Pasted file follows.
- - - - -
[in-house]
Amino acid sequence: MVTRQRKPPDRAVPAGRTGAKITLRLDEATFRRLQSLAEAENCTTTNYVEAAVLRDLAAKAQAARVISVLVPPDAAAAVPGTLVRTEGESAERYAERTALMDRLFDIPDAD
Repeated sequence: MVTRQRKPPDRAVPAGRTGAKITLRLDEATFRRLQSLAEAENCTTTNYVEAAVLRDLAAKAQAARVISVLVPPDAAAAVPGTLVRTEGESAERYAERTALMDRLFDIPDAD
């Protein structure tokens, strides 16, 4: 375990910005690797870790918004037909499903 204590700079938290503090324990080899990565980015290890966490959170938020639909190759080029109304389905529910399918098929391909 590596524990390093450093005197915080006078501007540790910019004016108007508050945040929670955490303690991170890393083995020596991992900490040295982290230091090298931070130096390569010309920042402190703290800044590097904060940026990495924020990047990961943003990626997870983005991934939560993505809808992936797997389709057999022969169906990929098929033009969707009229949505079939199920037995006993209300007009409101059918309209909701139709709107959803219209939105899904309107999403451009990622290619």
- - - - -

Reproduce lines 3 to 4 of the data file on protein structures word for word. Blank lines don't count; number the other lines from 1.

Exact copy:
Repeated sequence: MVTRQRKPPDRAVPAGRTGAKITLRLDEATFRRLQSLAEAENCTTTNYVEAAVLRDLAAKAQAARVISVLVPPDAAAAVPGTLVRTEGESAERYAERTALMDRLFDIPDAD
């Protein structure tokens, strides 16, 4: 375990910005690797870790918004037909499903 204590700079938290503090324990080899990565980015290890966490959170938020639909190759080029109304389905529910399918098929391909 590596524990390093450093005197915080006078501007540790910019004016108007508050945040929670955490303690991170890393083995020596991992900490040295982290230091090298931070130096390569010309920042402190703290800044590097904060940026990495924020990047990961943003990626997870983005991934939560993505809808992936797997389709057999022969169906990929098929033009969707009229949505079939199920037995006993209300007009409101059918309209909701139709709107959803219209939105899904309107999403451009990622290619």